It's also important to note that the individual mandate used to be seen as far from a liberal stance. But again, it's an issue that never really was widely debated and it wasn't until the last few years that it got the play it needed to be chewed on by a wide portion of the left. The concerns that some liberal thinkers had lost out when the wider liberal community got to thinking about it. Now the overwhelming majority of those who still support the individual mandate are on the left, even if they'd prefer something like single payer even more.

Ultimately though, this sort of attack is no more than a run of the mill mischaracterization, trotted out because the Democratic spin machine has run out of real arguments in their attempt to convince the rest of us that the mandate is the right thing to do.  If they want to convince the American people that the position they've recently come to themselves is the way to go, they're going to have to come up with much better talking points than this.


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Comments [7]

dsimon from Manhattan

Yes, it's true that just because some ___s like an idea does not make it a ____ idea. But it's indisputable that the mandate used to have not just some but considerable conservative support.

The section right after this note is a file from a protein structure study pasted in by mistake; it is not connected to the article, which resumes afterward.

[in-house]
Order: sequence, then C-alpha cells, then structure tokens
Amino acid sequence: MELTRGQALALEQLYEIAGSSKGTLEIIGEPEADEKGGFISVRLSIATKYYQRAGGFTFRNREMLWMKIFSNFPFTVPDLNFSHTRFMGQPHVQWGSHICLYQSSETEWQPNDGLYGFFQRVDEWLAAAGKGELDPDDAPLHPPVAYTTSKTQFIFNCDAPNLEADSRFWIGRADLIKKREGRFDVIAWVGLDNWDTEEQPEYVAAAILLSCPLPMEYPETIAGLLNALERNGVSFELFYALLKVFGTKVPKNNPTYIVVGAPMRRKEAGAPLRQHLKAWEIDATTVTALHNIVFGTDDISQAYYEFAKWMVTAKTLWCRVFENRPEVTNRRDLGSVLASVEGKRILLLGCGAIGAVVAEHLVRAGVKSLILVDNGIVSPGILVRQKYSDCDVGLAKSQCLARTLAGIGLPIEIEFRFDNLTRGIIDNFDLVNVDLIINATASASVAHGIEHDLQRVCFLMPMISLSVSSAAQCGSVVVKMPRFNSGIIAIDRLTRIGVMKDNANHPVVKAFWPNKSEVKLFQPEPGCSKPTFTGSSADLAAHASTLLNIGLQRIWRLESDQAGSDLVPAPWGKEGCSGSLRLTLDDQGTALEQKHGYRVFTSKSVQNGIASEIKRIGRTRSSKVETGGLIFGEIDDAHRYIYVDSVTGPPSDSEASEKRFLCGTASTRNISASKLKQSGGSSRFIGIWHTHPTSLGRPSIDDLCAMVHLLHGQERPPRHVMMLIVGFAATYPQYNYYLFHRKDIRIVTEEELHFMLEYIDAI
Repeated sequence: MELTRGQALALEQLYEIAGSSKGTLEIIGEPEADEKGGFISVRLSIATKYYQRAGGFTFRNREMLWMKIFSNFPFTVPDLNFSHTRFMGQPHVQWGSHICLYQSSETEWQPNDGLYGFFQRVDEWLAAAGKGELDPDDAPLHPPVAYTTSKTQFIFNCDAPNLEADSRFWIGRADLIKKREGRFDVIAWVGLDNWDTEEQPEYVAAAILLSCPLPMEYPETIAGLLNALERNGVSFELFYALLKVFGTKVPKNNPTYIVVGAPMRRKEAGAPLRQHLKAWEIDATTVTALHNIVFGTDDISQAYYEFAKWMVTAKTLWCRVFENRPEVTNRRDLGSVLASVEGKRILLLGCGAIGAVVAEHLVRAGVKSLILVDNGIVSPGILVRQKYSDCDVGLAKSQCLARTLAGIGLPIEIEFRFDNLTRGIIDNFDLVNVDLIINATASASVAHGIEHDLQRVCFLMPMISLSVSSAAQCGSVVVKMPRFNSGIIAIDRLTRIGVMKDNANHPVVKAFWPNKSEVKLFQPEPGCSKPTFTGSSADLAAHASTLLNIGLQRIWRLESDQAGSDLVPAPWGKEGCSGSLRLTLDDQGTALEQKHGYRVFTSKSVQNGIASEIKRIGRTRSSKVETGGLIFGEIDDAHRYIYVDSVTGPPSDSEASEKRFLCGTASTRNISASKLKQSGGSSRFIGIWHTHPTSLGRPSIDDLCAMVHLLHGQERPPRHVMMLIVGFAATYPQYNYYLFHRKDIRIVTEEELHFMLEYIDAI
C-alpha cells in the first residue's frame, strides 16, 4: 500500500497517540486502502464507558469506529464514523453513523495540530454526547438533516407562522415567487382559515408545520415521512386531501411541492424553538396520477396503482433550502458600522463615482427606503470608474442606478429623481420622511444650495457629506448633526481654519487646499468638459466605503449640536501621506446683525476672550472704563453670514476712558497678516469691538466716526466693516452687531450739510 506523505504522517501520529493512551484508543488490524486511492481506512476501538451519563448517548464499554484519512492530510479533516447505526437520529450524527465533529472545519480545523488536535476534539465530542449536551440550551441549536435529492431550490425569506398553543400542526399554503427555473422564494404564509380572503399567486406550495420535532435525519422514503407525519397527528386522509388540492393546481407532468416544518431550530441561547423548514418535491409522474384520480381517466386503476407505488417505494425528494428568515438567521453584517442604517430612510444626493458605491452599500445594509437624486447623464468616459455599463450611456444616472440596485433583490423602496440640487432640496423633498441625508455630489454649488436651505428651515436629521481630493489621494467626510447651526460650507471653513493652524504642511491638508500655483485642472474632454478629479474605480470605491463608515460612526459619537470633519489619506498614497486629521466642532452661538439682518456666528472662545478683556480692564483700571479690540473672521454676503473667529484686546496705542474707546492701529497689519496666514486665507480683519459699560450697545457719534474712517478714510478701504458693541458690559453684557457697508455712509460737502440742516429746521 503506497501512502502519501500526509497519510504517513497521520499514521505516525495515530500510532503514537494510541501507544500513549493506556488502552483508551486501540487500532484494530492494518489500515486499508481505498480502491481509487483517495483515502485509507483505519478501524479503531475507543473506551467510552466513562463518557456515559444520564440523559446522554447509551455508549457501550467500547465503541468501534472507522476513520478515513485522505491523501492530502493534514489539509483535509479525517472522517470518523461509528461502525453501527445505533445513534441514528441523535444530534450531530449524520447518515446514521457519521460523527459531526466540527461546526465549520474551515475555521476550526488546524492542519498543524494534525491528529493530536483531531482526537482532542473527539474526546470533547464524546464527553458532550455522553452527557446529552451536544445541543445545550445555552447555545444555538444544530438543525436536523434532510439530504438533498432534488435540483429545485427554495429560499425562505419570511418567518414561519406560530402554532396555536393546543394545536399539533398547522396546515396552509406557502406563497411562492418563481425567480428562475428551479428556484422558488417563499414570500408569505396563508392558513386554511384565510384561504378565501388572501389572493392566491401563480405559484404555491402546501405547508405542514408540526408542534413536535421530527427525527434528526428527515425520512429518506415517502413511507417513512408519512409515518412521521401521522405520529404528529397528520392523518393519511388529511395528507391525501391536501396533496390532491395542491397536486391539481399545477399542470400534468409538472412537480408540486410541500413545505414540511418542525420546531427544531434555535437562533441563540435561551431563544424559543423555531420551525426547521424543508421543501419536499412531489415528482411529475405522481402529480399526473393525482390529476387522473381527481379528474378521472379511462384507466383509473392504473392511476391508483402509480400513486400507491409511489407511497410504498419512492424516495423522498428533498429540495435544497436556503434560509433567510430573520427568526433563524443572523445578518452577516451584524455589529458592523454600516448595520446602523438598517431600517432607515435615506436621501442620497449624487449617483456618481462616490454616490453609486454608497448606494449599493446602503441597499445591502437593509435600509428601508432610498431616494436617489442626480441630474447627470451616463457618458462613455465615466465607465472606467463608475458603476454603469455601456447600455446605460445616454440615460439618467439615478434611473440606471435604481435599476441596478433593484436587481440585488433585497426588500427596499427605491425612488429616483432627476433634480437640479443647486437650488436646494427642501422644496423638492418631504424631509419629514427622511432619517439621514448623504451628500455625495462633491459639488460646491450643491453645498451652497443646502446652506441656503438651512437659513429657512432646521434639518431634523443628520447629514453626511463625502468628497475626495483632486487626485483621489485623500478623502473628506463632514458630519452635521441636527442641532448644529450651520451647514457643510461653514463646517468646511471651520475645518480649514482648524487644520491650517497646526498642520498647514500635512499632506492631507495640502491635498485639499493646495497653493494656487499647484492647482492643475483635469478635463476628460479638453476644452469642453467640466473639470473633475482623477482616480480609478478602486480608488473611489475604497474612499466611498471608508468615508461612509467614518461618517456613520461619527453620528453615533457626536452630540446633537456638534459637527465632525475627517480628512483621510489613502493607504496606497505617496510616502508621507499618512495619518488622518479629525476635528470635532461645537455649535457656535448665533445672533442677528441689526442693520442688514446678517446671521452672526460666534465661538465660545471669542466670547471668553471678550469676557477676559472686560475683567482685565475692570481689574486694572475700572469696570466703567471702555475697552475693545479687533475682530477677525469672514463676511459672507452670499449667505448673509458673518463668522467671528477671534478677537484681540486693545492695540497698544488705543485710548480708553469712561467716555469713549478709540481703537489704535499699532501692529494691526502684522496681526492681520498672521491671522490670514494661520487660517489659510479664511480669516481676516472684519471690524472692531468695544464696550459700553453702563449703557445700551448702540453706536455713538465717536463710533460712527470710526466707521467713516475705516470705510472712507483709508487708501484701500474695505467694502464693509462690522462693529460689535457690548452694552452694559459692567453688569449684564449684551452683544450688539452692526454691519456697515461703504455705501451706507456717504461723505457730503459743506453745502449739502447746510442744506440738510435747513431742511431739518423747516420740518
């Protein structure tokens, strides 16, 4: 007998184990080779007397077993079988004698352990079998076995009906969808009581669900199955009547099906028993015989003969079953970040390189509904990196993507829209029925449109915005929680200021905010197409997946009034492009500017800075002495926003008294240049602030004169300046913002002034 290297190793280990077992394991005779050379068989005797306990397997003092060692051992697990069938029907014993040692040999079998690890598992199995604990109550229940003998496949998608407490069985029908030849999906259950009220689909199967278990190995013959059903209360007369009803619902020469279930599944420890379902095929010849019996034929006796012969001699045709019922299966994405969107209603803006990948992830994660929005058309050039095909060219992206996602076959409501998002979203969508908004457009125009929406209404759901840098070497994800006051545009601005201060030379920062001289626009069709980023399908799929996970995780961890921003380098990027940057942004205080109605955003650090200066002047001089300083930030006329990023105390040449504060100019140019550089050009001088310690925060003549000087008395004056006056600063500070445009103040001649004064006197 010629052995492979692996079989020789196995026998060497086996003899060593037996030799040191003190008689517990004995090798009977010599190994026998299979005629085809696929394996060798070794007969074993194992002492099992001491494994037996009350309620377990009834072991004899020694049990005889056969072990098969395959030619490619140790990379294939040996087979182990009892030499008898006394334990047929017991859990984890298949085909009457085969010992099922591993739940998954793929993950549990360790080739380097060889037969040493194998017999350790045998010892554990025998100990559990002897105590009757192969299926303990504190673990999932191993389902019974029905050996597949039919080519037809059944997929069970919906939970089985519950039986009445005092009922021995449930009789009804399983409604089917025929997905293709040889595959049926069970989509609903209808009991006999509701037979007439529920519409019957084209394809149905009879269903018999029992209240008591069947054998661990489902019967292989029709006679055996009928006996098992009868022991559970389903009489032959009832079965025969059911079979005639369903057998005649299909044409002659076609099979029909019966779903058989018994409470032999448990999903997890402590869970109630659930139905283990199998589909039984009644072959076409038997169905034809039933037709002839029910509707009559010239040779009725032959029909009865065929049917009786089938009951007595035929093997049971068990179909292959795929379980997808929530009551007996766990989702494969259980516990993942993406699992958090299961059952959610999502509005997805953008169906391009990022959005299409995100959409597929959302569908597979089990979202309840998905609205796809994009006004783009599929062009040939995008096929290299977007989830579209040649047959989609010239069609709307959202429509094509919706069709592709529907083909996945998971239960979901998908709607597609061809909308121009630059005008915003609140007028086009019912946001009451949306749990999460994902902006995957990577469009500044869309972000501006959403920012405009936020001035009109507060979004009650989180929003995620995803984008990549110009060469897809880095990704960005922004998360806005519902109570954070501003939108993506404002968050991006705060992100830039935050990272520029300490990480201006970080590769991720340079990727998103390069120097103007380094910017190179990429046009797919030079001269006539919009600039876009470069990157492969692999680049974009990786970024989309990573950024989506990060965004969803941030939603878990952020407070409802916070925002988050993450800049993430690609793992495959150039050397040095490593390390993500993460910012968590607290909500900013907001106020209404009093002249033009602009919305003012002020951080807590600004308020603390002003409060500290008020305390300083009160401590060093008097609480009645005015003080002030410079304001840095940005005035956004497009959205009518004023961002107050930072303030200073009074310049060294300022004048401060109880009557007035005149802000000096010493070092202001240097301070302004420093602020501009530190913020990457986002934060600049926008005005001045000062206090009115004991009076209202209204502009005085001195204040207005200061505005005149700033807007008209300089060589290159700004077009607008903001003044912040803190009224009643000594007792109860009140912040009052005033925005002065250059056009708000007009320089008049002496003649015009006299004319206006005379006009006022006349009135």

The proposal that Republicans offered in response to Clinton's plan had a mandate and 20 Republican cosponsors in the Senate. Gingrich, Romney, and others are on record as saying that the mandate was a way of requiring "individual responsibility" for health care. As the post says, the Heritage Foundation and others supported the idea.

Now, I agree that the origins of the idea are immaterial as to whether it's a good idea. But it is amazing to see so many former supporters of the mandate simply flip on the issue without much of a good reason. Regardless of the ideological conservative/liberal label, there's not much of an excuse for pretty blatant hypocrisy. A good question might be not whether the mandate is conservative, but why so many conservatives now oppose it when they used to support it.

Jul. 21 2012 01:04 PM

@Marcello from Brooklyn Dude You ROCK! Excellent comments. Also, one thing that @Solomon Kleinsmith doesn't address is that Governor Romney used the same "Mandate" when he was Guv'nor!

Jul. 14 2012 10:49 AM
Marcello from Brooklyn

You conclude your post by saying that "if (the Democrats)want to convince the American people that the position they've recently come to themselves is the way to go, they're going to have to come up with much better talking points than this”.